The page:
In the above use case – the location is not returned in response header. We can work in the other way as well here to return the location of response in header of the response – which should be called again to check the status of the long running operation’s execution and the result.

*Typically, for executing background tasks with long running operations the SAP BTP Job scheduling service would be the easiest and most promising solution.

Solution:

The first challenge in above scenario is to send response based on the conditions mentioned below.

If the Response from API is within 20 sec
- The response is transmitted on the screen as expected.

If the Response from API is taking longer than 20 sec
- The custom response is transmitted to avoid timeout and poor user experience 
- The DB operations are updated with logs after completion of parallel promise.

To address this issue, we can leverage a strategy of using asynchronous functions and a combination of Promise, setTimeout, and async/await to achieve the desired behavior for POC.

Consider the below code snippet:

// Simulated function that takes a long time (more than 30 seconds)
        async function longRunningOperation() {
            // Simulate a long running process
            return new Promise((resolve, reject) => {
                setTimeout(async () => {
                    // Simulated result after 35 seconds
                    // resolve({ message: 'Long-running operation completed!' });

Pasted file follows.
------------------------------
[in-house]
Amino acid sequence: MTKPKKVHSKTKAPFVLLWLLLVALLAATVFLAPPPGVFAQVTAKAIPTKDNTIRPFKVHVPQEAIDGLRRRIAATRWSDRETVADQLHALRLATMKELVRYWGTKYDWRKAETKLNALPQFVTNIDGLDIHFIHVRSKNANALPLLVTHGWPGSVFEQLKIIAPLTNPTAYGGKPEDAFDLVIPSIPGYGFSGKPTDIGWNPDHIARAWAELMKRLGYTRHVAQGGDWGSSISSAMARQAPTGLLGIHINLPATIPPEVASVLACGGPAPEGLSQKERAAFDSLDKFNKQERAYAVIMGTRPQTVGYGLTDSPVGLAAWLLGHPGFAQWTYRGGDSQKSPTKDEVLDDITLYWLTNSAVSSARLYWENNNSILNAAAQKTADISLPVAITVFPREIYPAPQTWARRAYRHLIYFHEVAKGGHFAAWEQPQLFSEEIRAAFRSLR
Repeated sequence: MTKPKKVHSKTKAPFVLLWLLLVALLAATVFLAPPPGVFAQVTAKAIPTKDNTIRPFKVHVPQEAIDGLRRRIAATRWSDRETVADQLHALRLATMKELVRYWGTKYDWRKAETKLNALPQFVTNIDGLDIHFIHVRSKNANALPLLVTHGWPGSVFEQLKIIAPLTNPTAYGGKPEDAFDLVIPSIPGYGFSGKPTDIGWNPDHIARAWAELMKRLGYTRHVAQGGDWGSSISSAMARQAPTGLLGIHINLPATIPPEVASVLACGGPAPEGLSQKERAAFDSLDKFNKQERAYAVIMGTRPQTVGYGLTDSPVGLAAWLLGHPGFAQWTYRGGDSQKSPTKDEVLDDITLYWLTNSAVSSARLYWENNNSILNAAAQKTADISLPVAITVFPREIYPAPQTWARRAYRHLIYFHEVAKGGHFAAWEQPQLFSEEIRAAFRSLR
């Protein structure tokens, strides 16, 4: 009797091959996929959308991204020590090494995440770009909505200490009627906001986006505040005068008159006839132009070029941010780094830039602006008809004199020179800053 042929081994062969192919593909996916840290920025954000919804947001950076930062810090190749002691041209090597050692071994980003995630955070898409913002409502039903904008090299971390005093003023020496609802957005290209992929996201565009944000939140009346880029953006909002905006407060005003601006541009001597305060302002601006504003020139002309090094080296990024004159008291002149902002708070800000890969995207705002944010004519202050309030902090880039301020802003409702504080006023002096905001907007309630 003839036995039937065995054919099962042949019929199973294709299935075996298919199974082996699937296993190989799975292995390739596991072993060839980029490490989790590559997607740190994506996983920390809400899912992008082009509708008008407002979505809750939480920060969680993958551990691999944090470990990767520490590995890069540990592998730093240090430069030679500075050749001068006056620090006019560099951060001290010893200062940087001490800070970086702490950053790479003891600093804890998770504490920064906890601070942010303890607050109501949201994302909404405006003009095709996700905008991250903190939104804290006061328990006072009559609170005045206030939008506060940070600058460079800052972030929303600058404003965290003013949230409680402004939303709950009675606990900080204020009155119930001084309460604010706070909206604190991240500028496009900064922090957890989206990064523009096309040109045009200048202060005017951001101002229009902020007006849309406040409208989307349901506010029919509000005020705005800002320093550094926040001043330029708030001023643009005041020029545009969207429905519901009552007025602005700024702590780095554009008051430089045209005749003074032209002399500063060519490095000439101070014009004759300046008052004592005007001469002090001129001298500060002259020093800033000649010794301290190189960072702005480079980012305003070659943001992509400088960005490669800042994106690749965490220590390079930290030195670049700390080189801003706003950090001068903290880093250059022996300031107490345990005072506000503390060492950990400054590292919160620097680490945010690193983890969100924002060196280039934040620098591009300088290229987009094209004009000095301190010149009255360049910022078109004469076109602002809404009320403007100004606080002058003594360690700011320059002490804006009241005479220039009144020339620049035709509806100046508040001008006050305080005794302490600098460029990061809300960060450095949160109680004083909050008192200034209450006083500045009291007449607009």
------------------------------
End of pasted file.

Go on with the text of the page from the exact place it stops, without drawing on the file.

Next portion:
return_res  = await next();  //SELECT.from(Books);
                    // Updating the Job Logs Table upon execution
                    zupdate_res = await INSERT.into(Books_logs).entries(
                        zpayload
                    );
                    resolve(return_res);
                }, 35000); // 35 seconds
           });
        }

This above function is an async function to simulate long running operation. Inside, it creates a Promise that resolves after a window of 35 seconds using setTimeout.

Now comes the main try-catch block:

try {
            // Start the long-running operation
            const result = longRunningOperation();

            // Send success response if operation completes within timeout
            // Set a timeout to respond with 202 after 20 seconds
            const timeoutPromise = new Promise((resolve, reject) => {
                setTimeout(() => {
                    // you can use cds.context.http.res.status(202);
                    resolve({ status: 202, message: 'Operation in progress.' });
                }, 20000); // 20 seconds
            });

            // Race between the long operation promise and timeout promise
            // lets goooo....
            const final_result = await Promise.race([result, timeoutPromise]);

            // Check which promise resolved
            if (final_result.length > 0) {
                // Operation completed within 20 seconds
                console.log('Operation completed:', final_result.message);
                // cds.context.http.res.status(200);
                return final_result;
            } else {
                // Respond with 202 after 20 seconds
                console.log('Operation in progress.');
                // cds.context.http.res.status(202);
                req.notify("Your request seems to be taking longer than expected. It will be executed in background!!")
                // return final_result;
            }

        } catch (error) {
            // Handle error (not expected in this demo since longRunningOperation always resolves)
            console.error('Error:', error);
            req.notify("Your request seems to be taking longer than expected. It will be executed in background!!");
        }

Key highlights of the above snippet: